The cliché about Switzerland and watches seems to hold true – the Swiss watch industry is the global market leader thanks to its blend of innovation and tradition.This content was published on July 11, 2006 - 16:16
After a series of difficulties and an industry restructuring in the 1970s, exports of Swiss watches are once again up. But the country's position is today under threat.
A Swiss-made watch is a highly desirable but increasingly copied object.
An original Swiss watch draws upon over four centuries of tradition, quality, expertise and innovation.
It is also highly symbolic: promoting Switzerland as an attractive, progressive country that is successful on the world stage.
In the world of watches, Swiss brands are much in demand. As a result, 95 per cent of production is exported. In 2005 watch exports rose by ten per cent, earning SFr12 billion ($7 billion).
There is a Swiss watch for every taste and budget: sports and classic models, watches made of gold or
steel, watches with mechanical or electronic mechanisms, industrial watches, stopwatches and works of art.
"We cover all market sectors, offering a unique range," explains Jean-Daniel Pasche, president of the Federation of the Swiss Watch Industry.
Over 200 Swiss brands produce 25 million watches per year, with prices between less than SFr200 and SFr1 million.
The average cost of a Swiss watch - SFr500 – is actually much higher than that of its competitors and has doubled in ten years "following luxury market trends", says Pasche.
At the end of the 1970s, the Swiss watch industry almost disappeared in the face of stiff competition, especially from Japan.
The sector had to be dramatically restructured resulting in two-thirds of jobs being cut by 1984 – a fall from 90,000 to 34,000.
The emergence of Swatch changed things considerably, though. Today the group founded in 1983 by Nicolas Hayek is the world's leading watch company with 18 brands and 20,000 employees working in 50 countries.
Swatch has reinvigorated the industry from the bottom upwards, producing cheap, colourful watches.
However, the current growth sector
is luxury watches.
"The Swiss watch industry has never been so focused on the luxury sector," said Michel Jeannot, editor of a Swiss watch magazine.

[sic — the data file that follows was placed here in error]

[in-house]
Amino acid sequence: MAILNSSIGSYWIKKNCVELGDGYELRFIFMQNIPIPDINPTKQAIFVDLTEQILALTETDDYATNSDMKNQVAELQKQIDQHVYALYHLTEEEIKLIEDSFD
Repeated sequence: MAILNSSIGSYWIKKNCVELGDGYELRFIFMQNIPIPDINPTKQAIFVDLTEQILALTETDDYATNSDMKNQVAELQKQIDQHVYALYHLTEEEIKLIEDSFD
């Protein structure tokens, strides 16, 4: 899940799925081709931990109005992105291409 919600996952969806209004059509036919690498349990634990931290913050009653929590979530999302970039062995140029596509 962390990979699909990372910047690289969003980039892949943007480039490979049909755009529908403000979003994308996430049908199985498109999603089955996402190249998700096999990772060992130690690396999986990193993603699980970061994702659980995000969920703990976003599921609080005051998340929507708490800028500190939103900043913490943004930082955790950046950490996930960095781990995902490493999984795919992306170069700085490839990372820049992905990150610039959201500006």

"Companies producing luxury watches are doing incredibly well, while those selling cheaper models are finding it much tougher," said Jeannot.
The irony is that companies selling cheaper watches, which helped the industry survive the crisis 20 years ago, are now in a desperate situation due to competition from Asian countries.
To get ahead, the Swiss industry is
specialising more and more.
"We are more successful as we sell better watches, but export prices are falling," added Pasche.
Fewer watches, but luxury models - so what does the future hold for the industry?
If this trend continues, local watchmakers could once again suffer.
"Low-quality watches guarantee large-scale production, which is important for Swiss job security and the transfer of skills and expertise," added Pasche. "But to consolidate our market-leader position we need to focus on all levels."
Switzerland's excellent watchmaking
reputation is based on the skills of its master craftsmen as well as the quality and precision of Swiss timepieces.
For the time being, the country's reputation and prestige as a watch making centre is intact, but what about its know-how?
China is already manufacturing complicated watch movements such as the "tourbillon" that was once produced solely by Swiss craftsmen.
Chinese quality might not be the same, but it is just a question of time.
So how can Switzerland ensure the long-term supremacy of its industry
and defend manufacturing?
"Our companies need to show willingness and understand how to invest properly," replied Pasche.
"Our success is basically a cultural issue. We have the right people and we are training them to ensure the industry's future, but nothing is set in stone."
"Thirty years ago the Swiss used to make fun of the very first Japanese cars, but now they rush out to buy them," said Michel Jeannot.
swissinfo, Marzio Pescia
In Switzerland the first watch appeared in Geneva in the 16th century. By the end of the century, the city was well known for its watchmaking industry. The first watch company in the world was established in Geneva.
Today, after more than four centuries of successes, crises and restructuring, the watch industry is Switzerland's third most important export sector after the engineering, pharmaceutical and chemical industries.
The Swiss watch industry employs approximately 40,000 people, in particular in the Jura region stretching from Geneva to Basel.
The industry reckons that it needs to hire another 2,100 people by 2010.
It exports nearly 95% of its production.
The main markets are the US, Hong Kong, Japan, Britain, Germany and Italy.
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